All Limelite’s Atmospheres generators are housed in bespoke flight cases with spare gas and fluid bottles as complete, transportable units for quick deployment wherever required. The company offers a choice of DMX and manual control generators to suit client needs. Recent productions employing MDG Atmosphere include MTV’s Just Tattoo of Us and Simon Amstell’s latest DVD Benjamin. 

“From a hire company’s perspective, our MDG Atmospheres have proved a good long-term investment,” concludes Railton. “The generators are never out of action so we need something reliable and strong, and easy and quick to maintain. Ours have been solid as a rock, the parts are readily available and they are very economical on fluid. Clients know what they are getting and like what they get.”

Limelite Lighting continued to film during lockdown No 1 with The Ranganation and Mo Gillingan’s All Star Happy Hour, while lockdown No 2 saw them busy with a new series of SAS Who Dares Wins, The Great British Sewing Bee and preparations for some of the pantomimes that are still lined up over Christmas.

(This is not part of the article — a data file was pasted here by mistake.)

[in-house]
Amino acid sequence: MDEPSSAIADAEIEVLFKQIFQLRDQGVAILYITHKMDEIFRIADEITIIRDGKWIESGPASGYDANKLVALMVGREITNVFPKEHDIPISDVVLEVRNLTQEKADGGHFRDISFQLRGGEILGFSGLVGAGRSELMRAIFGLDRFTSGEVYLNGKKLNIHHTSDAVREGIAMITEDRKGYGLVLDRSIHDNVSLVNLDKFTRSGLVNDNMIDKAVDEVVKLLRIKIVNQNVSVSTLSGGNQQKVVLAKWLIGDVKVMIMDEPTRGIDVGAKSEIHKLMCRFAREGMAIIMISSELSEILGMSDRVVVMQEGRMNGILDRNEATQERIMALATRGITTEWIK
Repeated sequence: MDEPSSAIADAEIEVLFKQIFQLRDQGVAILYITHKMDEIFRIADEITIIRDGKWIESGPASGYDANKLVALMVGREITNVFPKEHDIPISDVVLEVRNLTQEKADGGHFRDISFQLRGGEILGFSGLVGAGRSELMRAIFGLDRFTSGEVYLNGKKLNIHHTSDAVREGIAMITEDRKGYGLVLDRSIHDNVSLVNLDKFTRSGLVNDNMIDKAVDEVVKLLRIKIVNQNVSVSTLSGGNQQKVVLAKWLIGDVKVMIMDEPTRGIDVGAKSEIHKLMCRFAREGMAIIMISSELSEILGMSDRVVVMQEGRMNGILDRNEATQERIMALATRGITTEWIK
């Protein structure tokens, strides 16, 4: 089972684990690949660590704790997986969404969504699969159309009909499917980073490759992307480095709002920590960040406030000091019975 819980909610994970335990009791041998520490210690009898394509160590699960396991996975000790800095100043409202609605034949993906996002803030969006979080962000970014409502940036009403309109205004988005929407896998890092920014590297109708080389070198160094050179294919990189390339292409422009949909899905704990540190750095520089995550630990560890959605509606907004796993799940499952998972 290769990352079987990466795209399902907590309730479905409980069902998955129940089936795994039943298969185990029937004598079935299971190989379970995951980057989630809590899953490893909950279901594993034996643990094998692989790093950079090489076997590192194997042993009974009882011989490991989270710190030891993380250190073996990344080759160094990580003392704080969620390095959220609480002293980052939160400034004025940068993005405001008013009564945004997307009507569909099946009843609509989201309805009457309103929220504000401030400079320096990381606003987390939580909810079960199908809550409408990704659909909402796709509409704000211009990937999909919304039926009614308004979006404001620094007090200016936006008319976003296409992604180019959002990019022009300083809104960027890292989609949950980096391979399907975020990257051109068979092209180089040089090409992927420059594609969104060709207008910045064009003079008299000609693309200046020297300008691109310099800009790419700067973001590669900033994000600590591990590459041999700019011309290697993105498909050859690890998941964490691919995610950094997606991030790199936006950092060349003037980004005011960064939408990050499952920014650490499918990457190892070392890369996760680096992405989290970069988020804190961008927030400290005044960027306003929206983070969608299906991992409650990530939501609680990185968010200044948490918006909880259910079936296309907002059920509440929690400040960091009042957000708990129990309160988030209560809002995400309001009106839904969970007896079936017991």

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DNEG highlights collaboration between science and the silver screen with new black hole imagery


Visual effects and animation company DNEG has published a new video demonstrating how the Oscar-winning visuals created for Christopher Nolan’s 2014 film Interstellar correspond to the first image of an actual black hole, observed last year in the M87 galaxy using The Event Horizon Telescope.

During their work on Interstellar DNEG’s team, led by Chief Scientist Oliver James and VFX Supervisor Paul Franklin, collaborated with Nobel Prize-winning physicist Kip Thorne to create a simulation of a black hole that not only supported the film’s aesthetic and storytelling, but which was rooted in Thorne’s calculations.

At the time the film was being made, scientists were yet to capture an image of a black hole – areas of the universe where gravity is so powerful that not even light waves can escape.

The custom software designed by DNEG’s research and development team created a new way of visualising the gravitational lensing of a black hole. It allowed DNEG’s artists to explore this warped space and create the iconic images seen in the movie.